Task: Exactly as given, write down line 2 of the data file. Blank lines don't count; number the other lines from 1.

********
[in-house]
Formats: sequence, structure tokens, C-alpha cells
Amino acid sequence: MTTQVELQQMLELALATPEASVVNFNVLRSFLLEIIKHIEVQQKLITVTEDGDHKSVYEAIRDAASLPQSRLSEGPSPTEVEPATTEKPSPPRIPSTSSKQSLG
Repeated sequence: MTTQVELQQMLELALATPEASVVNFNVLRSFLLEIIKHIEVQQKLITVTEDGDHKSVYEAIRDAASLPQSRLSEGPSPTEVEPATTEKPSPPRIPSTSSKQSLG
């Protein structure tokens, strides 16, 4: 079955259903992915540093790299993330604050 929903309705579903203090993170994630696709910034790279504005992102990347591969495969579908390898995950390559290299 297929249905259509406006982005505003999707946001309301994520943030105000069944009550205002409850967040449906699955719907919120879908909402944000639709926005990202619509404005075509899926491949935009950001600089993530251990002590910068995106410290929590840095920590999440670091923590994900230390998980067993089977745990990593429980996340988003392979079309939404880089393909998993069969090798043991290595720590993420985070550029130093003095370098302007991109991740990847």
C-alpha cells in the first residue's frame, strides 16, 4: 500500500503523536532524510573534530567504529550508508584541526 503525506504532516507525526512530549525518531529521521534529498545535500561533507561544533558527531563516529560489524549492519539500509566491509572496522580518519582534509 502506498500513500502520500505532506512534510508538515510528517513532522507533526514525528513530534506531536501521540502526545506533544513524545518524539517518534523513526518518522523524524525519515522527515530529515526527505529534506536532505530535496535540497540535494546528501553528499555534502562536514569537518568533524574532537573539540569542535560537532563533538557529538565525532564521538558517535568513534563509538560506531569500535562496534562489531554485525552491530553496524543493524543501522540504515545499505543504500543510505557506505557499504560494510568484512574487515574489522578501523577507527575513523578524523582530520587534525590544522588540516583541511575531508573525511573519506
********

Formats: sequence, structure tokens, C-alpha cells